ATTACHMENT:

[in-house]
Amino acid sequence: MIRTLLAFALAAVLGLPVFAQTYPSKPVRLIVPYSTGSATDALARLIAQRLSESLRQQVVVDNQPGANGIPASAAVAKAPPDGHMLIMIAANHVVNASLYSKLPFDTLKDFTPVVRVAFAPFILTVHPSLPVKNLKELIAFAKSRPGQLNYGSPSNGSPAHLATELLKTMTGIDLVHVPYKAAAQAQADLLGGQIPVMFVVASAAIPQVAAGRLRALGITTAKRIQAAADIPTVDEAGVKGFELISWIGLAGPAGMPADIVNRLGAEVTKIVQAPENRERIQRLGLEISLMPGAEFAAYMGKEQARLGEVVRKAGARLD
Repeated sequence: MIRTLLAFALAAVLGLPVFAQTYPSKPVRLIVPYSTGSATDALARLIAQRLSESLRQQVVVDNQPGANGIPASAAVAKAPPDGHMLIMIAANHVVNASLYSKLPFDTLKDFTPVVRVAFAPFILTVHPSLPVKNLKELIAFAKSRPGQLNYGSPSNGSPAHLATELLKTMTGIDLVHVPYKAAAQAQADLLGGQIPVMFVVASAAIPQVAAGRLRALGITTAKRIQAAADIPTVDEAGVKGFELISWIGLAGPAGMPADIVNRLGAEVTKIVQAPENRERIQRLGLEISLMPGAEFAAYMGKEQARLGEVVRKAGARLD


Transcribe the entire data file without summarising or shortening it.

[in-house]
Amino acid sequence: MIRTLLAFALAAVLGLPVFAQTYPSKPVRLIVPYSTGSATDALARLIAQRLSESLRQQVVVDNQPGANGIPASAAVAKAPPDGHMLIMIAANHVVNASLYSKLPFDTLKDFTPVVRVAFAPFILTVHPSLPVKNLKELIAFAKSRPGQLNYGSPSNGSPAHLATELLKTMTGIDLVHVPYKAAAQAQADLLGGQIPVMFVVASAAIPQVAAGRLRALGITTAKRIQAAADIPTVDEAGVKGFELISWIGLAGPAGMPADIVNRLGAEVTKIVQAPENRERIQRLGLEISLMPGAEFAAYMGKEQARLGEVVRKAGARLD
Repeated sequence: MIRTLLAFALAAVLGLPVFAQTYPSKPVRLIVPYSTGSATDALARLIAQRLSESLRQQVVVDNQPGANGIPASAAVAKAPPDGHMLIMIAANHVVNASLYSKLPFDTLKDFTPVVRVAFAPFILTVHPSLPVKNLKELIAFAKSRPGQLNYGSPSNGSPAHLATELLKTMTGIDLVHVPYKAAAQAQADLLGGQIPVMFVVASAAIPQVAAGRLRALGITTAKRIQAAADIPTVDEAGVKGFELISWIGLAGPAGMPADIVNRLGAEVTKIVQAPENRERIQRLGLEISLMPGAEFAAYMGKEQARLGEVVRKAGARLD